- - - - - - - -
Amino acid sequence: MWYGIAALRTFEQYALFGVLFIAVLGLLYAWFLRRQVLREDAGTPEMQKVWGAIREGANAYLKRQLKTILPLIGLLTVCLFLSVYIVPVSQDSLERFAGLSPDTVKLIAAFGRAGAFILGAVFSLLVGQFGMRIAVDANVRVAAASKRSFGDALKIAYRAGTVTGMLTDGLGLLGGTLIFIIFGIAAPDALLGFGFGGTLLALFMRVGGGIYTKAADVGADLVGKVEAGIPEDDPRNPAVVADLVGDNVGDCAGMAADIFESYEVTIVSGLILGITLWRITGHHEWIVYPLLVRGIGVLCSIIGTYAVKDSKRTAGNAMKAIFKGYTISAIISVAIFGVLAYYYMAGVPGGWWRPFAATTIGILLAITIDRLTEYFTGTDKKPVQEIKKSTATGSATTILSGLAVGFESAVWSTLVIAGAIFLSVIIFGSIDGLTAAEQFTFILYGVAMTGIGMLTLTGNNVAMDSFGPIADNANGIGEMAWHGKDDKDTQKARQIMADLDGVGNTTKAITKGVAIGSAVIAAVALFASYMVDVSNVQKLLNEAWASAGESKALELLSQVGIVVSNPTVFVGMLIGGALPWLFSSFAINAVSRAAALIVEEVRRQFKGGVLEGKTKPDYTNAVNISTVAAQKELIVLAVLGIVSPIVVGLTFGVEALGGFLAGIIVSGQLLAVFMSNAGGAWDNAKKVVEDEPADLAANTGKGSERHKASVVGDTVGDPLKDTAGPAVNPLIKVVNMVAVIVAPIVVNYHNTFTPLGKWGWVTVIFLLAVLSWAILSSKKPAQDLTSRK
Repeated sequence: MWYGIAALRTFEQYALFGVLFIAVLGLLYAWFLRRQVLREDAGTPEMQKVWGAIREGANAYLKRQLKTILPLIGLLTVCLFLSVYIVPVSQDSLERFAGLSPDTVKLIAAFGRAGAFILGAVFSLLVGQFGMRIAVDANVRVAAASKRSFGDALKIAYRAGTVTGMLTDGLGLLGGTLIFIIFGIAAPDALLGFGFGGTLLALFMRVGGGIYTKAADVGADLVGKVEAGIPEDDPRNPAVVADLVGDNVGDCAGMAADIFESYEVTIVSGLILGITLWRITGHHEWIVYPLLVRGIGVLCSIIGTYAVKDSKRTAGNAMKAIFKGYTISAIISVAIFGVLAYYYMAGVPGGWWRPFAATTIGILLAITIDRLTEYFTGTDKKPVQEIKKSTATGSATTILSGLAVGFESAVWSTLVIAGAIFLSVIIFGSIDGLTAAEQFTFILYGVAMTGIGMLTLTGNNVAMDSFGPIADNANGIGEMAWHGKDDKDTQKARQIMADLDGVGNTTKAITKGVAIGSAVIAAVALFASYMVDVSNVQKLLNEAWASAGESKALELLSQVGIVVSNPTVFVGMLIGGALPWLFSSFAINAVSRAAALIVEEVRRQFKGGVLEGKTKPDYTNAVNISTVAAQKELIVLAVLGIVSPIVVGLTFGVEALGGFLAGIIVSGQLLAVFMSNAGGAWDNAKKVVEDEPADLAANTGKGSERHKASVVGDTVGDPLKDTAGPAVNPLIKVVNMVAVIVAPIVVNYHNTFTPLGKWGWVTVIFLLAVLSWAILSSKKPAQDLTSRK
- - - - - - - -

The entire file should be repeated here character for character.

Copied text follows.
Amino acid sequence: MWYGIAALRTFEQYALFGVLFIAVLGLLYAWFLRRQVLREDAGTPEMQKVWGAIREGANAYLKRQLKTILPLIGLLTVCLFLSVYIVPVSQDSLERFAGLSPDTVKLIAAFGRAGAFILGAVFSLLVGQFGMRIAVDANVRVAAASKRSFGDALKIAYRAGTVTGMLTDGLGLLGGTLIFIIFGIAAPDALLGFGFGGTLLALFMRVGGGIYTKAADVGADLVGKVEAGIPEDDPRNPAVVADLVGDNVGDCAGMAADIFESYEVTIVSGLILGITLWRITGHHEWIVYPLLVRGIGVLCSIIGTYAVKDSKRTAGNAMKAIFKGYTISAIISVAIFGVLAYYYMAGVPGGWWRPFAATTIGILLAITIDRLTEYFTGTDKKPVQEIKKSTATGSATTILSGLAVGFESAVWSTLVIAGAIFLSVIIFGSIDGLTAAEQFTFILYGVAMTGIGMLTLTGNNVAMDSFGPIADNANGIGEMAWHGKDDKDTQKARQIMADLDGVGNTTKAITKGVAIGSAVIAAVALFASYMVDVSNVQKLLNEAWASAGESKALELLSQVGIVVSNPTVFVGMLIGGALPWLFSSFAINAVSRAAALIVEEVRRQFKGGVLEGKTKPDYTNAVNISTVAAQKELIVLAVLGIVSPIVVGLTFGVEALGGFLAGIIVSGQLLAVFMSNAGGAWDNAKKVVEDEPADLAANTGKGSERHKASVVGDTVGDPLKDTAGPAVNPLIKVVNMVAVIVAPIVVNYHNTFTPLGKWGWVTVIFLLAVLSWAILSSKKPAQDLTSRK
Repeated sequence: MWYGIAALRTFEQYALFGVLFIAVLGLLYAWFLRRQVLREDAGTPEMQKVWGAIREGANAYLKRQLKTILPLIGLLTVCLFLSVYIVPVSQDSLERFAGLSPDTVKLIAAFGRAGAFILGAVFSLLVGQFGMRIAVDANVRVAAASKRSFGDALKIAYRAGTVTGMLTDGLGLLGGTLIFIIFGIAAPDALLGFGFGGTLLALFMRVGGGIYTKAADVGADLVGKVEAGIPEDDPRNPAVVADLVGDNVGDCAGMAADIFESYEVTIVSGLILGITLWRITGHHEWIVYPLLVRGIGVLCSIIGTYAVKDSKRTAGNAMKAIFKGYTISAIISVAIFGVLAYYYMAGVPGGWWRPFAATTIGILLAITIDRLTEYFTGTDKKPVQEIKKSTATGSATTILSGLAVGFESAVWSTLVIAGAIFLSVIIFGSIDGLTAAEQFTFILYGVAMTGIGMLTLTGNNVAMDSFGPIADNANGIGEMAWHGKDDKDTQKARQIMADLDGVGNTTKAITKGVAIGSAVIAAVALFASYMVDVSNVQKLLNEAWASAGESKALELLSQVGIVVSNPTVFVGMLIGGALPWLFSSFAINAVSRAAALIVEEVRRQFKGGVLEGKTKPDYTNAVNISTVAAQKELIVLAVLGIVSPIVVGLTFGVEALGGFLAGIIVSGQLLAVFMSNAGGAWDNAKKVVEDEPADLAANTGKGSERHKASVVGDTVGDPLKDTAGPAVNPLIKVVNMVAVIVAPIVVNYHNTFTPLGKWGWVTVIFLLAVLSWAILSSKKPAQDLTSRK